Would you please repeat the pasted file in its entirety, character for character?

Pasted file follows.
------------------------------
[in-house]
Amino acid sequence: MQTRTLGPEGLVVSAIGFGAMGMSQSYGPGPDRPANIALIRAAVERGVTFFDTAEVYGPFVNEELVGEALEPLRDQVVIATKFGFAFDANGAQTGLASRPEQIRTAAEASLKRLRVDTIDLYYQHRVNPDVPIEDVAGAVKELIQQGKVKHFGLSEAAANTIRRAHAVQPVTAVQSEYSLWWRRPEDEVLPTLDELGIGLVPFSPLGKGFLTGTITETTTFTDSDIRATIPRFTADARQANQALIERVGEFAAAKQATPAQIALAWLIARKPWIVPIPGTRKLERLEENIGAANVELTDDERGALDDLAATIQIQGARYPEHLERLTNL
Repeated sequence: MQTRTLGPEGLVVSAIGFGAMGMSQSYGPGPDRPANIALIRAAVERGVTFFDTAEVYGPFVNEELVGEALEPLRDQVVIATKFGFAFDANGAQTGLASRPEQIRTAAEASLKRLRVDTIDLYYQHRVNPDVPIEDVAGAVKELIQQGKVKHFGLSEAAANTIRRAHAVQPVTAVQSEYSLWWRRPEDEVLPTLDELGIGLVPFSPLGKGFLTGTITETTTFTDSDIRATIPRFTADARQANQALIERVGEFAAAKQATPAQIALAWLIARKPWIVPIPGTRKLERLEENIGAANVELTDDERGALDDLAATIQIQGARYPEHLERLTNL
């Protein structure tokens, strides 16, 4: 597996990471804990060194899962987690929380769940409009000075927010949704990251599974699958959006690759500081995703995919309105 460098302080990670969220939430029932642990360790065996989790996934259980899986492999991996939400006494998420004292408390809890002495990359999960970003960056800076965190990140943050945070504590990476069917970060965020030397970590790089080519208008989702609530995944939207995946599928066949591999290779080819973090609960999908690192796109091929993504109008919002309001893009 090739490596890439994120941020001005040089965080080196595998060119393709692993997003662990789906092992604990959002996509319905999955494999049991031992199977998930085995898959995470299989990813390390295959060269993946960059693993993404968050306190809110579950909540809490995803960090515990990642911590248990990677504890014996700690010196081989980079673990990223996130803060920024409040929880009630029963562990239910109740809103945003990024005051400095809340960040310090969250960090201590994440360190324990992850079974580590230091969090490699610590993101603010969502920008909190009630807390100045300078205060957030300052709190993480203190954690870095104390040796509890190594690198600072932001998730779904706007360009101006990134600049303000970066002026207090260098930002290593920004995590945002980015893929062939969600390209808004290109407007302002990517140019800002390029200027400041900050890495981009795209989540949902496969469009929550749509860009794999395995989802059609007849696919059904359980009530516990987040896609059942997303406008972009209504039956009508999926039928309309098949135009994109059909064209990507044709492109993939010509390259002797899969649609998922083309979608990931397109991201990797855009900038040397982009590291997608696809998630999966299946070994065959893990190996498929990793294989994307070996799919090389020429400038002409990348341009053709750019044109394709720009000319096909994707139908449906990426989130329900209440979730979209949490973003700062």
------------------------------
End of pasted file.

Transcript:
[in-house]
Amino acid sequence: MQTRTLGPEGLVVSAIGFGAMGMSQSYGPGPDRPANIALIRAAVERGVTFFDTAEVYGPFVNEELVGEALEPLRDQVVIATKFGFAFDANGAQTGLASRPEQIRTAAEASLKRLRVDTIDLYYQHRVNPDVPIEDVAGAVKELIQQGKVKHFGLSEAAANTIRRAHAVQPVTAVQSEYSLWWRRPEDEVLPTLDELGIGLVPFSPLGKGFLTGTITETTTFTDSDIRATIPRFTADARQANQALIERVGEFAAAKQATPAQIALAWLIARKPWIVPIPGTRKLERLEENIGAANVELTDDERGALDDLAATIQIQGARYPEHLERLTNL
Repeated sequence: MQTRTLGPEGLVVSAIGFGAMGMSQSYGPGPDRPANIALIRAAVERGVTFFDTAEVYGPFVNEELVGEALEPLRDQVVIATKFGFAFDANGAQTGLASRPEQIRTAAEASLKRLRVDTIDLYYQHRVNPDVPIEDVAGAVKELIQQGKVKHFGLSEAAANTIRRAHAVQPVTAVQSEYSLWWRRPEDEVLPTLDELGIGLVPFSPLGKGFLTGTITETTTFTDSDIRATIPRFTADARQANQALIERVGEFAAAKQATPAQIALAWLIARKPWIVPIPGTRKLERLEENIGAANVELTDDERGALDDLAATIQIQGARYPEHLERLTNL
């Protein structure tokens, strides 16, 4: 597996990471804990060194899962987690929380769940409009000075927010949704990251599974699958959006690759500081995703995919309105 460098302080990670969220939430029932642990360790065996989790996934259980899986492999991996939400006494998420004292408390809890002495990359999960970003960056800076965190990140943050945070504590990476069917970060965020030397970590790089080519208008989702609530995944939207995946599928066949591999290779080819973090609960999908690192796109091929993504109008919002309001893009 090739490596890439994120941020001005040089965080080196595998060119393709692993997003662990789906092992604990959002996509319905999955494999049991031992199977998930085995898959995470299989990813390390295959060269993946960059693993993404968050306190809110579950909540809490995803960090515990990642911590248990990677504890014996700690010196081989980079673990990223996130803060920024409040929880009630029963562990239910109740809103945003990024005051400095809340960040310090969250960090201590994440360190324990992850079974580590230091969090490699610590993101603010969502920008909190009630807390100045300078205060957030300052709190993480203190954690870095104390040796509890190594690198600072932001998730779904706007360009101006990134600049303000970066002026207090260098930002290593920004995590945002980015893929062939969600390209808004290109407007302002990517140019800002390029200027400041900050890495981009795209989540949902496969469009929550749509860009794999395995989802059609007849696919059904359980009530516990987040896609059942997303406008972009209504039956009508999926039928309309098949135009994109059909064209990507044709492109993939010509390259002797899969649609998922083309979608990931397109991201990797855009900038040397982009590291997608696809998630999966299946070994065959893990190996498929990793294989994307070996799919090389020429400038002409990348341009053709750019044109394709720009000319096909994707139908449906990426989130329900209440979730979209949490973003700062």